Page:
Nepal | September 22, 2020

EDITORIAL: Urban planning

The Himalayan Times
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While sustainability should be the approach while implementing the urban development plan, policy makers must focus also on developing regenerative cities

The government has said it is drafting a long-term urban development plan for the newly formed 185 municipalities across the country. According to the Ministry of Urban Development (MoUD), it has started initial works to prepare the 20-year plan to enhance the situation of municipalities, and for that it has divided the total work into two phases — in the first phase, it will prepare the plan of 90 municipalities and in the second phase, development plan for the remaining 95 municipalities will be prepared. Since the newly declared municipalities lack basic infrastructure, the government is preparing a plan for 20 years, based on which detailed works would be completed within the given period, according to officials. The MoUD has said its plan will include some details like central government’s investment over 20 years, necessary infrastructure for the municipalities, the possible size of the population and status of the government services in the municipalities. Most of the newly-formed municipalities are lagging in terms of basic infrastructure and the local bodies have not been able to construct the infrastructure. The central and local governments, hence, will work jointly for the development of infrastructure, according to the MoUD.

Once the government starts implementing its plan, the country is likely to see rapid urbanisation. Urbanisation does have the potential, if carried out in a well-planned manner, of creating opportunities for a better life, bailing people out of poverty and acting as the engine of growth. But simultaneously, it can have pitfalls. This could result in eco-degeneration, leaving the cities without green spaces. Failure to ensure proper public transportation system could result in rising pollution. While sustainability should be the approach while implementing the urban development plan, policy makers must focus also on developing regenerative cities. Due consideration must be given to develop resource-efficient cities with low carbon emission and adequate greenery. Focus must be also on regenerating soils, forests and watercourses. With the rapid urbanisation comes population rise, which together can enhance disaster risks. Disaster risk management should be yet another area the policy makers should pay proper heed to.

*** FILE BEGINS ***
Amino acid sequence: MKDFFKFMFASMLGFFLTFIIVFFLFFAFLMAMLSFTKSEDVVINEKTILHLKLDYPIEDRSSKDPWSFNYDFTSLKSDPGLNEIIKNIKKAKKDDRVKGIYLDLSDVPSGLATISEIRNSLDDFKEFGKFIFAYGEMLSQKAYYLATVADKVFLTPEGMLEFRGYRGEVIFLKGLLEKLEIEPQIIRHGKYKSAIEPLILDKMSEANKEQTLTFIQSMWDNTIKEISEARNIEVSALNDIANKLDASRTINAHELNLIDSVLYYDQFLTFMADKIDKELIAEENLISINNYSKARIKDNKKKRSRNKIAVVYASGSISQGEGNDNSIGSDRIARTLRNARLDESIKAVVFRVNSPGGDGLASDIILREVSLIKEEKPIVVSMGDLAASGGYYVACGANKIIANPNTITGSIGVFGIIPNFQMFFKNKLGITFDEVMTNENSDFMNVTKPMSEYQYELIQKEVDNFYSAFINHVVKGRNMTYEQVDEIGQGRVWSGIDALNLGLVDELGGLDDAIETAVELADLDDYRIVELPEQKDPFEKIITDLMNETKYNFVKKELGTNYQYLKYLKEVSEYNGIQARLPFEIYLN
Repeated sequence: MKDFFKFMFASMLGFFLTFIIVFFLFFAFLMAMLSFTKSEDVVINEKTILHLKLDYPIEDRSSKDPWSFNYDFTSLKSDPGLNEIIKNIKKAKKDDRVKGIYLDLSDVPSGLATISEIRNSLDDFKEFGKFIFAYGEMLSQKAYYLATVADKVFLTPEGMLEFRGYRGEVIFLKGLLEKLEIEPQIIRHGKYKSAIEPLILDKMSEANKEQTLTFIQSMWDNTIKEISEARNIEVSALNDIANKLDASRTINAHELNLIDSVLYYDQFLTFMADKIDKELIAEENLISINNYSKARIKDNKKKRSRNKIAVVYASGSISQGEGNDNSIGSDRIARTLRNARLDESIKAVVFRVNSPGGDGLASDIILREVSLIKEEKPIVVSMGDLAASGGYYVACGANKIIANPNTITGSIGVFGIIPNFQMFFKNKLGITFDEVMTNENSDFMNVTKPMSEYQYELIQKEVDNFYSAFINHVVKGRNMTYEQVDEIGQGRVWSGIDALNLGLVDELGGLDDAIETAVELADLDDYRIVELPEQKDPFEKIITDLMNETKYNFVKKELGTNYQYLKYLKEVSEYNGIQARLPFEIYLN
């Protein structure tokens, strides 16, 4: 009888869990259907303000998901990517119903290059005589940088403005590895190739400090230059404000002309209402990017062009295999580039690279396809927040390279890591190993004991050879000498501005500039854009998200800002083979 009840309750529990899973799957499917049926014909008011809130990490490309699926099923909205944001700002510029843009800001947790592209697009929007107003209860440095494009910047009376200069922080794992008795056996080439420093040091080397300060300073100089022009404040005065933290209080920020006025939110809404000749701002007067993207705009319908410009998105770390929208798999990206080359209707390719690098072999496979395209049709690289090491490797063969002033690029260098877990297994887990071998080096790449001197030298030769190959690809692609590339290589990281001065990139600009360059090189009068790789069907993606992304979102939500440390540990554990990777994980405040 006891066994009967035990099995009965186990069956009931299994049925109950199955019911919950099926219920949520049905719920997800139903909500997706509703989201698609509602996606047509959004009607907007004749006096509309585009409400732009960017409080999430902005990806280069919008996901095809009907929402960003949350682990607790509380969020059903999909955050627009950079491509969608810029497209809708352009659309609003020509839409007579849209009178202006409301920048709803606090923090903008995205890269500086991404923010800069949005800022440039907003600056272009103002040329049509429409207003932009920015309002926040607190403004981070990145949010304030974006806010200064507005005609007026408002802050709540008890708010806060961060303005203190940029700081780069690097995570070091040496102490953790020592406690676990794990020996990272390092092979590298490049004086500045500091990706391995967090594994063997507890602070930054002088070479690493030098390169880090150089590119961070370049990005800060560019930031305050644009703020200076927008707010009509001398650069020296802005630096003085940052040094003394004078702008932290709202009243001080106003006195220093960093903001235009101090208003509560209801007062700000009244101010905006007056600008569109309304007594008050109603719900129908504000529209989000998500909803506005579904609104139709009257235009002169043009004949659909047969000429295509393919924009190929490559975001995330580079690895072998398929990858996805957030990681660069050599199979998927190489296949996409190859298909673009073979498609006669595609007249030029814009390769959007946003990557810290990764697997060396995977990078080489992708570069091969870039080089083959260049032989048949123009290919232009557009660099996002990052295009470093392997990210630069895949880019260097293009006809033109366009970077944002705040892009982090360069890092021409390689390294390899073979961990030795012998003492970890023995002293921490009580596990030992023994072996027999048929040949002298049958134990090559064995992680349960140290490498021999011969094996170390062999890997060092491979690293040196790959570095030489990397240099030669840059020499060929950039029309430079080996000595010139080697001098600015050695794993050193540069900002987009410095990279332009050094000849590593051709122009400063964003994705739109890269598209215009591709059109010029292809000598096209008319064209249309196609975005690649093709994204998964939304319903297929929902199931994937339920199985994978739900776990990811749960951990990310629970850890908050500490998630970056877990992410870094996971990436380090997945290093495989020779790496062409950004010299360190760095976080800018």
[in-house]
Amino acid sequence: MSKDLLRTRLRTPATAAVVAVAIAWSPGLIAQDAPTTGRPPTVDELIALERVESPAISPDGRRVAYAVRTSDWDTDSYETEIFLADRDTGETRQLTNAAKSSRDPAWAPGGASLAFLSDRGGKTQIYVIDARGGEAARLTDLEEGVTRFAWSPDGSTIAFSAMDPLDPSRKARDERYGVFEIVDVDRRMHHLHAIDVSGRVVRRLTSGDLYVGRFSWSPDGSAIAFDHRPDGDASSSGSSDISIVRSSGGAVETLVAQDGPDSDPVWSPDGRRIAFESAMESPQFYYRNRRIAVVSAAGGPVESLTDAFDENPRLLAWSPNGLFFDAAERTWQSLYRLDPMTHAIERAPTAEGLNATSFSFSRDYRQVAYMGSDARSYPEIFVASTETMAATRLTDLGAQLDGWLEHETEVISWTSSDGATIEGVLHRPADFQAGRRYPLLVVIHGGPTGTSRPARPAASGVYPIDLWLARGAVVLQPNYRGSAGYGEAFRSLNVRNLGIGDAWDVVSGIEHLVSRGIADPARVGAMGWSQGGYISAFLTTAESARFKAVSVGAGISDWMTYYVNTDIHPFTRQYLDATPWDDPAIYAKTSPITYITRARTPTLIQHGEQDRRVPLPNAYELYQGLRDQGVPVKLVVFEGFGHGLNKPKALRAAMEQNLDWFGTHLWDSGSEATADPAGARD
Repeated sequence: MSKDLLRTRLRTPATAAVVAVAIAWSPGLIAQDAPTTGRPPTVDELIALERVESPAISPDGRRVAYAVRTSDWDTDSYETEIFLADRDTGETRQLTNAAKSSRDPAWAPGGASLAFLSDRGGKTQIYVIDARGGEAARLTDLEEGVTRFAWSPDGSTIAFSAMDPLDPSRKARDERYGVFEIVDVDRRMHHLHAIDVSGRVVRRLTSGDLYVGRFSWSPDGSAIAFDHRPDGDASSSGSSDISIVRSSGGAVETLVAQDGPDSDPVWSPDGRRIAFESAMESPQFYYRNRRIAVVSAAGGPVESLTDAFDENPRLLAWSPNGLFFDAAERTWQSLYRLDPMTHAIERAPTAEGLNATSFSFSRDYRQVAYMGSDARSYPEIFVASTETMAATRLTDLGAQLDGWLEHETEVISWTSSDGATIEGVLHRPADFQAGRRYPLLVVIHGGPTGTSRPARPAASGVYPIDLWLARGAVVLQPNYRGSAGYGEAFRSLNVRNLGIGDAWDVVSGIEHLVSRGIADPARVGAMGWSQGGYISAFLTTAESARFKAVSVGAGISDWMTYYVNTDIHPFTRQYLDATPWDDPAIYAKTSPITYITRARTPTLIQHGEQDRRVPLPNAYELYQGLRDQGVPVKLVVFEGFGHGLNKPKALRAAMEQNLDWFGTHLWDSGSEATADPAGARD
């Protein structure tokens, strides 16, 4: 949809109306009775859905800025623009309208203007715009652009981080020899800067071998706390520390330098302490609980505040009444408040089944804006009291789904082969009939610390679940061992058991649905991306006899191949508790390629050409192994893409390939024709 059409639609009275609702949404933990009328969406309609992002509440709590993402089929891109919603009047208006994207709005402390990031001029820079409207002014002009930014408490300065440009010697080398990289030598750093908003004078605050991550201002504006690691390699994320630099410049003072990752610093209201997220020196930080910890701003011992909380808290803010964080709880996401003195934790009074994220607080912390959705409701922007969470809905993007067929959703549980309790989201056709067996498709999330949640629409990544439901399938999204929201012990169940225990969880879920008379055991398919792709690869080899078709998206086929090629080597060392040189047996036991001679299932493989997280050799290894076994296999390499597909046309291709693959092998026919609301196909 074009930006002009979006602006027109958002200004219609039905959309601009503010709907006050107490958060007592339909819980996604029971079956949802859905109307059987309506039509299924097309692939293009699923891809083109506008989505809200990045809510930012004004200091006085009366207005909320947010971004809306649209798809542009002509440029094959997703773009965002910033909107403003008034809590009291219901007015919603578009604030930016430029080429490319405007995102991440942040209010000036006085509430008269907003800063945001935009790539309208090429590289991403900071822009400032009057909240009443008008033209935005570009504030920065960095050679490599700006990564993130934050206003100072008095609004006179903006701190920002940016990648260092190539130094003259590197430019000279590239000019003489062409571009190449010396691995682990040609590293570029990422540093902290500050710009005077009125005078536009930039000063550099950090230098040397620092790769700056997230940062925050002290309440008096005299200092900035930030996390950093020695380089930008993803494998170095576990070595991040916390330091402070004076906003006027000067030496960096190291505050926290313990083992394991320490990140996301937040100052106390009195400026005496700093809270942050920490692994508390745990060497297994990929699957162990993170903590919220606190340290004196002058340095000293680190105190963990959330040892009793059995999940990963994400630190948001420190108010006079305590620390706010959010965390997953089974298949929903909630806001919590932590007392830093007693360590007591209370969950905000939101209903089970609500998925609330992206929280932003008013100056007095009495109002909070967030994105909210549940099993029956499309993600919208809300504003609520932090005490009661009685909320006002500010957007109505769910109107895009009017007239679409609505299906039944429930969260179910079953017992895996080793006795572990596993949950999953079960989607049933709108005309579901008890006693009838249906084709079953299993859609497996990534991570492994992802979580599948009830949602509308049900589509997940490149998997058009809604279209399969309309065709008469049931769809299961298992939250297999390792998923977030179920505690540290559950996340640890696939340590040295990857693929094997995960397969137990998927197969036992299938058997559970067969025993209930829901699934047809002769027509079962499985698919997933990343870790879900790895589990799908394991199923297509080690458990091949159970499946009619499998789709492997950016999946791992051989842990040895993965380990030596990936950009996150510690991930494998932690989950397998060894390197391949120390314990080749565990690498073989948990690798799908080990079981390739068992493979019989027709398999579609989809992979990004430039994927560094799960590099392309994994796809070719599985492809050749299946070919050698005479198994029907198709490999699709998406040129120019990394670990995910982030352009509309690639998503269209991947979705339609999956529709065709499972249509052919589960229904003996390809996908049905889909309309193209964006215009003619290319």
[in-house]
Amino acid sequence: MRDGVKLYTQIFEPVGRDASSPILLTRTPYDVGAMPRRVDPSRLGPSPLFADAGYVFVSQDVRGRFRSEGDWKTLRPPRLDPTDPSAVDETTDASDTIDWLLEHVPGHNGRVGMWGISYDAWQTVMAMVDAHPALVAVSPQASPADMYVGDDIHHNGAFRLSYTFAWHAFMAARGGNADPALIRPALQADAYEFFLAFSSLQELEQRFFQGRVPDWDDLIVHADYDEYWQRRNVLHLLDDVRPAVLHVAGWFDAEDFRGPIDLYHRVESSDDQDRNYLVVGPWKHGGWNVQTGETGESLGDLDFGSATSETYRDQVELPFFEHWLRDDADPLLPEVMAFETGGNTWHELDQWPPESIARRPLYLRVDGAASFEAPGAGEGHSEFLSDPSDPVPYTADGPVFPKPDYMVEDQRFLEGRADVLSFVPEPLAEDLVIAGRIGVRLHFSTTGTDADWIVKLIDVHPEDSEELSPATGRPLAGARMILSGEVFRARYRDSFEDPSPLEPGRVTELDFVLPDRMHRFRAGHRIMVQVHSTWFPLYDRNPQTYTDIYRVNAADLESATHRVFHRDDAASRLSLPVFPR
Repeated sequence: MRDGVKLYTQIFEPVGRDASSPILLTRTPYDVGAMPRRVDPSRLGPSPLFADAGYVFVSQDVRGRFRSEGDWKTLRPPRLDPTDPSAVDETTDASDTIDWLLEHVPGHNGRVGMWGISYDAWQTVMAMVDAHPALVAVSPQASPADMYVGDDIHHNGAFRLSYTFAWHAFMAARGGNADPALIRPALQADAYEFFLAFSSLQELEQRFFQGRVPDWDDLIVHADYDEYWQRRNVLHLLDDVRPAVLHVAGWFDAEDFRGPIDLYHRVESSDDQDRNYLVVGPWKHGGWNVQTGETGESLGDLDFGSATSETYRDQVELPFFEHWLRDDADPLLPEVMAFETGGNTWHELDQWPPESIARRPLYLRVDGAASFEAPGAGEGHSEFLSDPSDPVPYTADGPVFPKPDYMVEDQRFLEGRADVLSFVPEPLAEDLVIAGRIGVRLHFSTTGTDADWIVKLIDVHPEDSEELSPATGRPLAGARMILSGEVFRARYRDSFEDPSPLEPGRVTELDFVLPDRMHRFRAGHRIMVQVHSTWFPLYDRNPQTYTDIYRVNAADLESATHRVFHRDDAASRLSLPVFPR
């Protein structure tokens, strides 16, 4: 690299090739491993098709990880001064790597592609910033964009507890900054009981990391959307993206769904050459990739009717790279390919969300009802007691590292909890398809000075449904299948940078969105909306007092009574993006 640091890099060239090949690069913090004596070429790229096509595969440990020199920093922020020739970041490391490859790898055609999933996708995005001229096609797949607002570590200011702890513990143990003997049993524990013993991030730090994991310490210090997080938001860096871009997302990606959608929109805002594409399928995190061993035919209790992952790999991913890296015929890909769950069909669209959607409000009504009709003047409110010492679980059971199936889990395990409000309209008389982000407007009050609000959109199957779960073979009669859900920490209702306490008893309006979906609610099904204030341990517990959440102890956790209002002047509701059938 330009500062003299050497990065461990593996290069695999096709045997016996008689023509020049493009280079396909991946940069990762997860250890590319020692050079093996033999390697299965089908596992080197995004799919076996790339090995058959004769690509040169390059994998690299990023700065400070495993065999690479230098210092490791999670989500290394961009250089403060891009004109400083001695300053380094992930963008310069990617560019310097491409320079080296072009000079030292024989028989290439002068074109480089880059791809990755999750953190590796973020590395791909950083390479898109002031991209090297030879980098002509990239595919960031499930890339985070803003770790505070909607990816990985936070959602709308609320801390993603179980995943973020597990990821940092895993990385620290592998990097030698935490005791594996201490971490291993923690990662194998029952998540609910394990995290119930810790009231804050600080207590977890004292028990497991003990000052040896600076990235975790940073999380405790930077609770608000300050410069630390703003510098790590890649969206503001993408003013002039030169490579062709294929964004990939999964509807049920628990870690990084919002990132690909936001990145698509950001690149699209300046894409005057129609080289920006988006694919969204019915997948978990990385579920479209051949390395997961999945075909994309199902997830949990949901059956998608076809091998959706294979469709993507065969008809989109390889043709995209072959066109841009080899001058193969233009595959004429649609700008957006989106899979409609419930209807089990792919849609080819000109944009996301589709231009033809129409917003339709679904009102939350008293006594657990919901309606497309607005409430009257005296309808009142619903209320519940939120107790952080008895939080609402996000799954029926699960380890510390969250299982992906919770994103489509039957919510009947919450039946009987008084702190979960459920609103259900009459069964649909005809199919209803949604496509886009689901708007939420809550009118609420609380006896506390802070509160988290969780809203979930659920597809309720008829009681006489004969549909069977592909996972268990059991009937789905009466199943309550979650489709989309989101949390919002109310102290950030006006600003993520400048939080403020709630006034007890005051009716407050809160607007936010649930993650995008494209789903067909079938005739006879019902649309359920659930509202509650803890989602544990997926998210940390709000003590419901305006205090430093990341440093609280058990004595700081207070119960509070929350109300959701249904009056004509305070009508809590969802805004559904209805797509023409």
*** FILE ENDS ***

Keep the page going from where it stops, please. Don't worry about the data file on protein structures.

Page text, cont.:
Rapid urbanisation also can breed inequality, putting a spoke in the growth wheel. Hence, the new urban centres should evolve as more inclusive cities, ensuring that all the people can reap equal benefits of urbanisation. Spatial inclusion providing affordable necessities such as housing, water and sanitation; social inclusion guaranteeing equal rights and participation of all, including the most marginalised; and economic inclusion, creating jobs and giving urban residents the opportunity to enjoy the benefits of economic growth are critical components of overall urban inclusion. According to United Nations, more than half of the world’s population now lives in cities, and this proportion will continue to increase rapidly to reach 70 per cent by 2050. And Nepal is not an exception. More and more people will soon
be moving to and living in the cities, for which the government must start working on proper urban planning. Inclusive, safe, resilient and sustainable cities are the need of the hour.


Social evil

Child marriage is a serious social evil in the Tarai region due to age-old tradition and culture. Many parents, rich or poor, want to get their children married young well before they reach 18 years of age. According to law, a person below 18 years of age is considered a child and getting him/her married below that age is illegal and punishable by law. But the law does not apply in most parts of the Tarai districts. A report from Bara district states that child marriage is very high, especially in Dalit community.

Nationwide, 29 percent children are married off before they reach the age allowed by law. Effects of child marriage are countless. A child who is forced to marry young suffers from physical and mental growth. S/he is deprived of educational opportunity and ultimately, both the sexes suffer due to the traditional practice. In order to bring an end to this practice, the local level governments must come up with plans encouraging those communities to send their kids to schools. The government’s positive intervention is a must to discourage such ill practice.


A version of this article appears in print on January 10, 2018 of The Himalayan Times.


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